Situating DOHaD in a social justice framework

In the past decades, the DOHaD field has accumulated evidence that experiences during early development, such as nutrition and exposure to stress and toxins, can have long-lasting effects on health (especially on the risk for non-communicable disease) and human well-being more widely (e.g. on cognitive development, mental health, skills and education). Reference Bay and Vickers20,Reference Chandrashekarappa, Krishna and Krupp21 These experiences have, however, often been treated in a socially de-contextualized way in research – for example, approaching factors such as ‘duration of breastfeeding’ or ‘high-fat diet’ primarily as individual variables Reference Penkler, Hanson, Biesma and Müller22 or focusing exclusively on the maternal body as the most important environment for the developing organism. Reference Sharp, Schellhas, Richardson and Lawlor23 This has contributed to a public health focus on individual risks and behaviours that is often not only ineffective but also raises social justice issues, as those most disadvantaged are precisely those who cannot afford to mitigate their risk through individual action. Reference Low, Gluckm, an and Hanson24 In particular, focusing on the mother–child dyad independent of fathers, partners and other caregivers risks reproducing individualistic approaches to health, making mothers primarily responsible for their children’s health and disregarding the structural factors that constrain the choices parents have. Reference Richardson, Daniels and Gillman25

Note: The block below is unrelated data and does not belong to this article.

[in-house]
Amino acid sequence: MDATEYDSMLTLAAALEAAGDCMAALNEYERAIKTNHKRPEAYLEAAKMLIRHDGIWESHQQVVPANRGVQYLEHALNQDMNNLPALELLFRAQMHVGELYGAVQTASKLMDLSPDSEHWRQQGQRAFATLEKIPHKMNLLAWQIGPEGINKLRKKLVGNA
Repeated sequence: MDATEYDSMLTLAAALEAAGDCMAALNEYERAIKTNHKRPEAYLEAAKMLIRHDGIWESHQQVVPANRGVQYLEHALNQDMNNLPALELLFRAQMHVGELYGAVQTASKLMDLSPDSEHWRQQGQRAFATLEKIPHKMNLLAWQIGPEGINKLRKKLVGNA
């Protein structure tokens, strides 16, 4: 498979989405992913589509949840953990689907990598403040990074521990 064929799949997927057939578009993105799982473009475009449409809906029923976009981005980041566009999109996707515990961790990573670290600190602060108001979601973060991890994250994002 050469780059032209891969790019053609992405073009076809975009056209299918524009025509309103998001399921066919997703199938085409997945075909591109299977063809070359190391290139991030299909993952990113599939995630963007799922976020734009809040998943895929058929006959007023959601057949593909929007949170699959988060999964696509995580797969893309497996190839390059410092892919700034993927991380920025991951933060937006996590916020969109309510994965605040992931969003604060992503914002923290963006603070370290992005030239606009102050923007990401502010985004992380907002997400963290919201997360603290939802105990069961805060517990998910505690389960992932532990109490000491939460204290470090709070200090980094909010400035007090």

However, DOHaD researchers have also highlighted how patterns of adult disease are correlated with early life experiences that are socially patterned in ways that intersect with existing structures of inequality such as social position, gender, race and ethnicity. David Barker’s foundational research highlighted how socio-economic deprivation in early life correlates with a higher risk for non-communicable disease decades later in adult life. Reference Barker and Osmond26 Kuzawa and Sweet pointed to compelling evidence that the social experience of racism, mediated by developmental processes and phenotypic plasticity, contributes to racial health disparities in the USA. Reference Kuzawa and Sweet27 Insights from life-course epidemiology, such as the work conducted by Ben-Shlomo, Cooper and Kuh, further highlight the impact of adverse socio-economic environments and experiences in early life on childhood and adult health outcomes, along with the maintenance and decline of function across the whole of life. Reference Ben-Shlomo, Cooper and Kuh28 These processes operate across and affect the whole spectrum of development, distributing the potential for health and well-being unequally. Reference Hanson and Gluckman29